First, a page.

National Academies Report May Frame New Guidelines For Opioid Prescribing
A new report released by the National Academies provides a series of recommendations to federal regulators about how to address the ever-worsening opioid abuse crisis in the United States.
The consensus report on opioid prescribing was conducted by the National Academies of Science, Engineering, and Medicine (NASEM) and was launched in 2018. The focus is to help advance the development of opioids to treat acute pain for specific conditions without unnecessary prescribing, which would worsen the opioid crisis.
The U.S. Food and Drug Administration (FDA) announced the release of the new report in an statement issued December 19.
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NASEM was provided a framework for the report, and was commissioned to evaluate opioid prescribing to support clinical practice guidelines, to help identify gaps in the evidence where future research is needed.
NASEM examined existing opioid prescribing guidelines and current research on opioid prescribing to help fill the gaps of knowledge concerning opioids. Additionally, NASEM held a series of meeting and public workshops which included people with expert knowledge on existing guidelines and those with new evidence.
The FDA will consider the recommendations from the report as it begins implementing the Substance Use-disorder Prevention that Promotes Opioid Recovery and Treatment for Patients and Communities Act.
The agency must also address the role doctors play in addressing the crisis, since new prescriptions for opioids remain high and for durations longer than appropriate. The agency has to focus on reducing the number of unnecessary opioids while still providing access to patients who have severe pain.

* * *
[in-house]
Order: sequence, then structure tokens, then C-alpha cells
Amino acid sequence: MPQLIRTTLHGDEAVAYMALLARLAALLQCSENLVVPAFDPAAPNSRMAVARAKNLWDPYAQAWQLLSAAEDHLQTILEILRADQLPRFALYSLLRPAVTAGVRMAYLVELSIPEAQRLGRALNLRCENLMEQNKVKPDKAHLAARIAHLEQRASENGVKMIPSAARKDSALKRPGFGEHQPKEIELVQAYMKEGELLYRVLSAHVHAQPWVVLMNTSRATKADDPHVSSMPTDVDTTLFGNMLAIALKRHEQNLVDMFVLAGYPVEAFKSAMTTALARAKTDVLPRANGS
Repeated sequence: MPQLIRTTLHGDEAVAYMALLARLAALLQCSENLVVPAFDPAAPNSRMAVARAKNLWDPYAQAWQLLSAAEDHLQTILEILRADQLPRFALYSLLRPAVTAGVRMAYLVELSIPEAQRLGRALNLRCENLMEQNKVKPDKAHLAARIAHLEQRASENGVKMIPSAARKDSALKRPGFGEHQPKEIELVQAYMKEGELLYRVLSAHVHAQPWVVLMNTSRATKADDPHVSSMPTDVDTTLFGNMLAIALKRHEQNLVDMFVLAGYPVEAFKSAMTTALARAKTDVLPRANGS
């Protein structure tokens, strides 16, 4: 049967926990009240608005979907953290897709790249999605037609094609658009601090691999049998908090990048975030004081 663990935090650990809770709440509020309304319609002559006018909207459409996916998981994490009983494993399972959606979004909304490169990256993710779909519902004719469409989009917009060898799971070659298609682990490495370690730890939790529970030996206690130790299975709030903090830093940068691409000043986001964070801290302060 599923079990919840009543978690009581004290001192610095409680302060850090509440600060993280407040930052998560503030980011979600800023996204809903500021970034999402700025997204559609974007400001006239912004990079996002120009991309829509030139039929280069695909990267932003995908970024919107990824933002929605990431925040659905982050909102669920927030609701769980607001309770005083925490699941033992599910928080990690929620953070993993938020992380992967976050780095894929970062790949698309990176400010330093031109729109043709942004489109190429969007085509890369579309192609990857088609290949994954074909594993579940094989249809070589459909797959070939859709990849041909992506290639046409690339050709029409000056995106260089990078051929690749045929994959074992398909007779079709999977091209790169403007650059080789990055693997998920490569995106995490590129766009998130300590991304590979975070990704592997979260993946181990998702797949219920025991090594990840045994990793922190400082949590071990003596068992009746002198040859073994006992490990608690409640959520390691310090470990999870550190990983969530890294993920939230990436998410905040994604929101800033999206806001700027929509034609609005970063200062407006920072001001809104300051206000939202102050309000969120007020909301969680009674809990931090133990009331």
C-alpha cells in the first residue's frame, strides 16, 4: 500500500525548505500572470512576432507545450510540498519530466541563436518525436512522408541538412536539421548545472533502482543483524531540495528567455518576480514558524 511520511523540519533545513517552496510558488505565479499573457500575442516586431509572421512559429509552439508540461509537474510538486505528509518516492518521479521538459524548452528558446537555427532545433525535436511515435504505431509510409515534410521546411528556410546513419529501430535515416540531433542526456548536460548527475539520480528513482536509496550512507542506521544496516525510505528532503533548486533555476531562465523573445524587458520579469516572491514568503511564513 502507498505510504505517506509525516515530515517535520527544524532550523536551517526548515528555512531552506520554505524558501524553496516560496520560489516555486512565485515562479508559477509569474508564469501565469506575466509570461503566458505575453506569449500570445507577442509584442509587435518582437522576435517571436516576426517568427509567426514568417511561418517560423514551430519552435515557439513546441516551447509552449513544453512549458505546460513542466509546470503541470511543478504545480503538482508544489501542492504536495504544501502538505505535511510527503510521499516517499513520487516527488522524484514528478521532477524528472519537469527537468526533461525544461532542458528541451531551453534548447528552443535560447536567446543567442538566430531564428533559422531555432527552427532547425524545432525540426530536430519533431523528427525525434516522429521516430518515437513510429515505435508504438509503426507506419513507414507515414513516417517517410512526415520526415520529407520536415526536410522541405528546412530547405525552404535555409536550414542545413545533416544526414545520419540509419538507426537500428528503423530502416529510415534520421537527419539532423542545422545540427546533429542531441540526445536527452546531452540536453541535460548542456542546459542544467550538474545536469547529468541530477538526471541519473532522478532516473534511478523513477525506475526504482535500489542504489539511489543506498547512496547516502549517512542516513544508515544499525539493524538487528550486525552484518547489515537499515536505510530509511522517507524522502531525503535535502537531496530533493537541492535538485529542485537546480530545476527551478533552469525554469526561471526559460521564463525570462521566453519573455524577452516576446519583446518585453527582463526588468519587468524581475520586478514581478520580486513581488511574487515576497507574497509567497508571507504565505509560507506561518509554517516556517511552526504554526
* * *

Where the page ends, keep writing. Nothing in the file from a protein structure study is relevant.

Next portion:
For example, one-third of lupus patients are still prescribed painkillers like Vicodin or OxyContin even though medical guidelines call for lupus patients to avoid opioid painkillers.
Doctor prescribing habits have been at the forefront of the opioid abuse crisis considering many prescriptions are written inappropriately without a pain diagnosis. Doctors who are rewarded by drug companies also prescribe more painkillers.
The FDA is focusing on addressing the national opioid crisis, as opioids now account for nearly 70% of all overdose deaths.
The NASEM recommended the agency consider a variety of factors, including decreasing exposure and preventing new addiction. Recent research has indicated more than half of all patients prescribed opioids don’t need them to treat their pain. More so, excess opioids are often given after surgery when patients don’t actually need them to treat their pain.
Furthermore, the report also recommends the FDA focus on supporting addiction treatment, fostering the development of new pain treatment therapies, and taking action against those who contribute to the illegal importation and sale of opioid products.
“That’s why it’s important that we re-examine how opioid analgesics are being prescribed and help to ensure that health care providers – who are the gatekeepers to prescription opioid analgesics – are provided with the most current and comprehensive guidance on the appropriate management of pain,” wrote Dr. Janet Woodcock, Director for the Center of Drug Evaluation and Research.
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